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$$(\sqrt[5]11+\sqrt[11]5)^{2015} $$

It is unnecesary to write binomial coefficents $$11^{\frac k{5}}5^{\frac {2015-k}{11}} $$ This is the general term of the sum , $k$ goes from $0$ to $2015$. For a term to be a whole number it means that : $$5\;|\;k\quad \wedge\; 11\;|\;2015-k $$ $2013$ is divisble by $11$ , so $11\;|\;2013+2-k=11\;|\;2-k$

$k$ should be divisible by $5$ and $k-2$ divisible by $11$. In the solutions it says that from this it follows that k should be of the form: $k=55l+35 $. I dont understand this.

On the other hand if we write the binomial expansion in different order things are simpler $$5^{\frac k{11}}11^{\frac {2015-k}{5}} $$ $k$ should be divisible by $ 11$ and by $5$ which makes k of the form $k=55l$.

These forms are different I don't know how to explain it. They both give the correct solution. There are 37 whole number terms ( $2015=55*36+35$, and $k=0 $)

Edit: if someone could make the exponents look bigger

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  • $\begingroup$ Five and eleven are coprime, so the Chinese remainder theorem is all you need to conclude that the solutions form a single residue class modulo $55$. $\endgroup$ – Jyrki Lahtonen Jun 9 at 14:36
  • $\begingroup$ It usually looks better, I find, if you write fractional exponents as $k/11$ instead of ${k\over11}$ $\endgroup$ – saulspatz Jun 9 at 14:54
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ok, $11$ divides $k-2$ means that there is an $m$ such that $k=11m+2$. But $m$ can be of the form $5l,5l+1,5l+2,5l+3$ or $5l+4$. Substituting you get that $k$ is of the form $55l+2,55l+13,55l+24,55l+35$ or $55l+46$. So then it's not difficult to understand why $55l+35$ is the only possible solution. If you think about it and don't find why just ask.

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  • $\begingroup$ How do you explain the different form, is it incorrect $\endgroup$ – Milan Jun 9 at 14:45
  • $\begingroup$ no, the other possibilities are not possible because $5$ divides $k$. Now what you have to do is to prove that the $k$ of the form $55l+35$ are solutions. $\endgroup$ – elescararriba Jun 9 at 14:48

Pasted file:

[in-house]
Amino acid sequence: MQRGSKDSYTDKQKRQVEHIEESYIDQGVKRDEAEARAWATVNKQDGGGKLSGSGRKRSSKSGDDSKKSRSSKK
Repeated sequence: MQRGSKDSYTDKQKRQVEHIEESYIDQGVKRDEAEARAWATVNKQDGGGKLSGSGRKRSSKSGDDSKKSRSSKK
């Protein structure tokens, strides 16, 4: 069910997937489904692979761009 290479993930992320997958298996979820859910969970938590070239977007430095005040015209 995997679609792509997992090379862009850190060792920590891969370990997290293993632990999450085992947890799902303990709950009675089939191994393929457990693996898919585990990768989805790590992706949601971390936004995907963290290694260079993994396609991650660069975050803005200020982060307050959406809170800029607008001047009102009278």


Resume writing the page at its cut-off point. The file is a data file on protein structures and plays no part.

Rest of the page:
• $\begingroup$ Ah sorry now I know your problem. Yes, the problem is that your $k$ is not the same $k$ as in the book. If $k$ is the one of the book and $k'$ is yours, you get that $k'$ is of the form $55l'$ but in you case $k'=2015-k$, but $2015=55\cdot 36+35$ so $k=2015-k'=55(36-l')+35$. So the $l$ of the book is $36-l'$. So both are right but you call things in a different way. $\endgroup$ – elescararriba Jun 9 at 15:03
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There really is no reason that the formulas should be the same. In the given solution, $k/5$ is the exponent of $11$. In your solution, $k/11$ is the exponent of $5$. It just happens that you've used the same letter. If you wrote the exponent of $5$ as $j/11$ you wouldn't expect that $j=k$, now would you?

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The forms aren't different -- let's write the first one as $$11^\frac{k}{5}5^\frac{2015-k}{11}$$ and the second as $$5^\frac{j}{11}5^\frac{2015-j}{5}$$ As you said, the solutions for $k$ are $k\equiv35\mod55$, and for $j$ they are $j\equiv0\mod55$

How are $k$ and $j$ related? Well, $j=2015-k$. But if we look carefully, we see that $k\equiv35\mod55$ and $j=2015-k$ together imply that $j\equiv0\mod55$ so in fact the two equations in $j$ and $k$ are equivalent.

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Given $5\mid k$ and $11\mid 2015-k$.

$5\mid k \quad\Longrightarrow\quad k\equiv 0\equiv\pmod{5}$

$11\mid 2015-k=11\mid 2-k \quad\Longrightarrow\quad k\equiv 2\equiv\pmod{11}$

Here you need to apply Chinese remainder theorem:

$k\quad\equiv\quad Chinese(0\equiv\pmod{5},2\equiv\pmod{11})\quad \equiv \quad35\equiv\pmod{55}$

gp-function:

? chinese(Mod(0,5),Mod(2,11))
%1 = Mod(35, 55)
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